Chai Ka: Chai Ka will either return to the heavens, freeing Wild Flower and giving her the gift of life, or remain trapped in Wild Flower's body causing her to wander the empire as a raving lunatic.

Ya Zhen: Ya Zhen will either serve the student until the student passes away, at which point Ya Zhen moves to bigger plans, or else will serve the student forever and loyally.

Death's Hand: Death's Hand will either become more evil, mutating so badly that his armor cannot hold his demonic form, or he will spend the rest of his days wandering the empire as a crusader for good in order to make up for his past misdeeds.

Kang the Mad: Kang will continue to invent machines until an explosion appears to take his life, although strange machines will continue to appear on the student's doorstep every year on the anniversary of their victory. As Lord Lao, Kang's lack of danger affects his imagination in building machines, so as a radical solution Kang starts arming the mobs that chase after him. If the player chose the Closed Fist ending, Kang works for the emperor (the player), worrying his use will eventually be worn out and he will be disposed of. Eventually, he crafts a portal to another dimension and disappears in a huge explosion, taking an entire lake with him.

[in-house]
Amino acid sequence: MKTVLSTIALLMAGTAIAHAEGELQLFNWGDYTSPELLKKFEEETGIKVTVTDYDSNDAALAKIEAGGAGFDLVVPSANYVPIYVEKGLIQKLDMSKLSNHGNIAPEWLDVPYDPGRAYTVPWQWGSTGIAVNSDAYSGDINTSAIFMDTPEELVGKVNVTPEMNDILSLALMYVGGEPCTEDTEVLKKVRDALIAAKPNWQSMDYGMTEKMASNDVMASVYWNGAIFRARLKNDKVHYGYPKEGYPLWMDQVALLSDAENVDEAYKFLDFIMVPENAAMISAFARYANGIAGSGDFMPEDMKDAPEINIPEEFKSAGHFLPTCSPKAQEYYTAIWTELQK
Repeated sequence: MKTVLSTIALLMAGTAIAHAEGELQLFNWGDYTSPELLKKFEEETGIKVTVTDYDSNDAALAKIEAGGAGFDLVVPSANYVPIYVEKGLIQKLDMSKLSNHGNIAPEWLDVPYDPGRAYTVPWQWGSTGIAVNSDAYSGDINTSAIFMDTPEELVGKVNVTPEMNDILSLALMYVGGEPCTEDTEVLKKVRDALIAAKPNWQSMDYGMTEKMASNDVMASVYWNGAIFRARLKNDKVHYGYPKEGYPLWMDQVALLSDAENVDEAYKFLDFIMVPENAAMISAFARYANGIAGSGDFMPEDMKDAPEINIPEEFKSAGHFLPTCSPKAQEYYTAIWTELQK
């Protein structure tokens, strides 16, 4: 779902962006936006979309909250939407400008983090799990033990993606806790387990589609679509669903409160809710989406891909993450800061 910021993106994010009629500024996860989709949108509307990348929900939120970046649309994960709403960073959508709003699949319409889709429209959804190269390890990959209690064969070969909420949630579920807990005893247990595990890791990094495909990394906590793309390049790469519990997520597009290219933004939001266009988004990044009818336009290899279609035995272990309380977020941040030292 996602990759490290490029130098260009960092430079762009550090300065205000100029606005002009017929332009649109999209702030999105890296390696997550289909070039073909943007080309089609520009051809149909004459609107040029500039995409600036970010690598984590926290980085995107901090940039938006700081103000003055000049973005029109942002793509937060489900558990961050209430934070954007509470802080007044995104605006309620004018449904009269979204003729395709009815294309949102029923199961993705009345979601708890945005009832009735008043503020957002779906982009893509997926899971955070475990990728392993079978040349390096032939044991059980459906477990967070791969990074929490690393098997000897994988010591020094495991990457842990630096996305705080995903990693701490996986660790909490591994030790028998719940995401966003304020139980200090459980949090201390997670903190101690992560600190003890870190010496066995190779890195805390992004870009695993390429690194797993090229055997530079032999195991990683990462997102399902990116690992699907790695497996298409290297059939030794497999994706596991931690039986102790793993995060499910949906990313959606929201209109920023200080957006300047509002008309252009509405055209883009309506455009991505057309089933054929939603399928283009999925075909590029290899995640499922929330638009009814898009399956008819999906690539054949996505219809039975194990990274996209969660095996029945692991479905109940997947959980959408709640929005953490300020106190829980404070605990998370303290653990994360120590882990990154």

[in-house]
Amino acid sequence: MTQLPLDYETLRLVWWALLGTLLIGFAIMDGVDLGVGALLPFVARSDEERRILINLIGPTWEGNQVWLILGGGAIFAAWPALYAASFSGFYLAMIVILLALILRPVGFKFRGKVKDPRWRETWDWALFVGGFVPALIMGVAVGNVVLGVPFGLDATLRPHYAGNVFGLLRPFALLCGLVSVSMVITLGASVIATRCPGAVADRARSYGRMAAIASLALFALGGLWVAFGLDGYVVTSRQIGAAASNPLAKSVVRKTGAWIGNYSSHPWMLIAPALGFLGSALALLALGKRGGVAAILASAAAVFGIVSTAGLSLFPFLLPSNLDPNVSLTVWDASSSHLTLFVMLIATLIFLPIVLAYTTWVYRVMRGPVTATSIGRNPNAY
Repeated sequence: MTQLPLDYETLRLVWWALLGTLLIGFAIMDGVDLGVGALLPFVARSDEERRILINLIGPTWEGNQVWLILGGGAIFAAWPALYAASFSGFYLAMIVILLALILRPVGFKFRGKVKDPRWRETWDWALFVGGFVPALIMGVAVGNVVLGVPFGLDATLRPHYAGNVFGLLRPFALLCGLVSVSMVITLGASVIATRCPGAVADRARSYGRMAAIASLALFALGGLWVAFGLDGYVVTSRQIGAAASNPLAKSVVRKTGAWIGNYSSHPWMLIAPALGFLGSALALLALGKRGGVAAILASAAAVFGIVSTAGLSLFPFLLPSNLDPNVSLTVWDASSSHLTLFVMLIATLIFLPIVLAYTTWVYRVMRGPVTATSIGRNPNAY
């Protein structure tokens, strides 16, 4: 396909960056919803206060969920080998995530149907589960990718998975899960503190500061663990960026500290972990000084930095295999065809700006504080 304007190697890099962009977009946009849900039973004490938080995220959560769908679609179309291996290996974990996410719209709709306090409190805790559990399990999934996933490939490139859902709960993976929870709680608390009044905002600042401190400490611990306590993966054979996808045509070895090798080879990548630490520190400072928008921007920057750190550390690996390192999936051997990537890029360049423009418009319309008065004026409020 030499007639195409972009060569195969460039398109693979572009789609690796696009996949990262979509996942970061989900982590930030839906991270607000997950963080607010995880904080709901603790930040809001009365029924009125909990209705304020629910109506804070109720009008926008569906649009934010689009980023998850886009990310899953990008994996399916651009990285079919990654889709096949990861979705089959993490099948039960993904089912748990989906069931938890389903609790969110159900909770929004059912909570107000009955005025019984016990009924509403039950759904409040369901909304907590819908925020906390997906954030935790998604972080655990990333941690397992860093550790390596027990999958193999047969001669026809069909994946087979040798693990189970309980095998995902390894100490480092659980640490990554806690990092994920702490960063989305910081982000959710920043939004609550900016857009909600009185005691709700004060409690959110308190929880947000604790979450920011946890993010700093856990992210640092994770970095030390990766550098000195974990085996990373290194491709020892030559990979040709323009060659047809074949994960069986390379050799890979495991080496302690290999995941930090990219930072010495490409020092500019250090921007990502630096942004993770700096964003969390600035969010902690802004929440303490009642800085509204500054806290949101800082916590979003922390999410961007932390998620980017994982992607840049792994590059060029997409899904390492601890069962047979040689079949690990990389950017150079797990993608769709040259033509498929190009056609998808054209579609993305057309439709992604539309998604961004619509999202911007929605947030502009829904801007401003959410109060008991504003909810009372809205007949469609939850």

Yet another ending is available if the Student agrees to the terms of surrender presented by Sun Li in the final confrontation. The ending sequence features a statue of the student being praised years later by a class of children with a skin condition similar to that of the Lotus Assassins. One child asks what life was like before the protagonist's honored sacrifice and is quickly shushed by his teacher as a Jade Golem readies an axe to quell such questioning. The sequence ends with Sun Li laughing evilly; the decision to surrender has ultimately led to misery and corruption in the Jade Empire.

Release[edit]

Limited edition[edit]